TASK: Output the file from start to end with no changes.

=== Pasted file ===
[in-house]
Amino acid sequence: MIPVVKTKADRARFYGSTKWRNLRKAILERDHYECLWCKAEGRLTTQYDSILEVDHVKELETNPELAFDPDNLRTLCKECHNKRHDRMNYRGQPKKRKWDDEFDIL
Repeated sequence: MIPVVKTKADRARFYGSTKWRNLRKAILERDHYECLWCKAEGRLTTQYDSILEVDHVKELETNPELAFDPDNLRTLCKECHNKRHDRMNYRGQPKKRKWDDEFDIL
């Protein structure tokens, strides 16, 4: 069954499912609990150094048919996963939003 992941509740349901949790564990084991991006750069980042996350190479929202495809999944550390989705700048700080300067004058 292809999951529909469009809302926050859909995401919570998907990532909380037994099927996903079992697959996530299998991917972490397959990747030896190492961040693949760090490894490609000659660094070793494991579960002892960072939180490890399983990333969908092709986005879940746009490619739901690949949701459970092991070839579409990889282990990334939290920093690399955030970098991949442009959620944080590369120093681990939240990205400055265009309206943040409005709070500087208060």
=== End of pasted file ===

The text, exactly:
[in-house]
Amino acid sequence: MIPVVKTKADRARFYGSTKWRNLRKAILERDHYECLWCKAEGRLTTQYDSILEVDHVKELETNPELAFDPDNLRTLCKECHNKRHDRMNYRGQPKKRKWDDEFDIL
Repeated sequence: MIPVVKTKADRARFYGSTKWRNLRKAILERDHYECLWCKAEGRLTTQYDSILEVDHVKELETNPELAFDPDNLRTLCKECHNKRHDRMNYRGQPKKRKWDDEFDIL
């Protein structure tokens, strides 16, 4: 069954499912609990150094048919996963939003 992941509740349901949790564990084991991006750069980042996350190479929202495809999944550390989705700048700080300067004058 292809999951529909469009809302926050859909995401919570998907990532909380037994099927996903079992697959996530299998991917972490397959990747030896190492961040693949760090490894490609000659660094070793494991579960002892960072939180490890399983990333969908092709986005879940746009490619739901690949949701459970092991070839579409990889282990990334939290920093690399955030970098991949442009959620944080590369120093681990939240990205400055265009309206943040409005709070500087208060």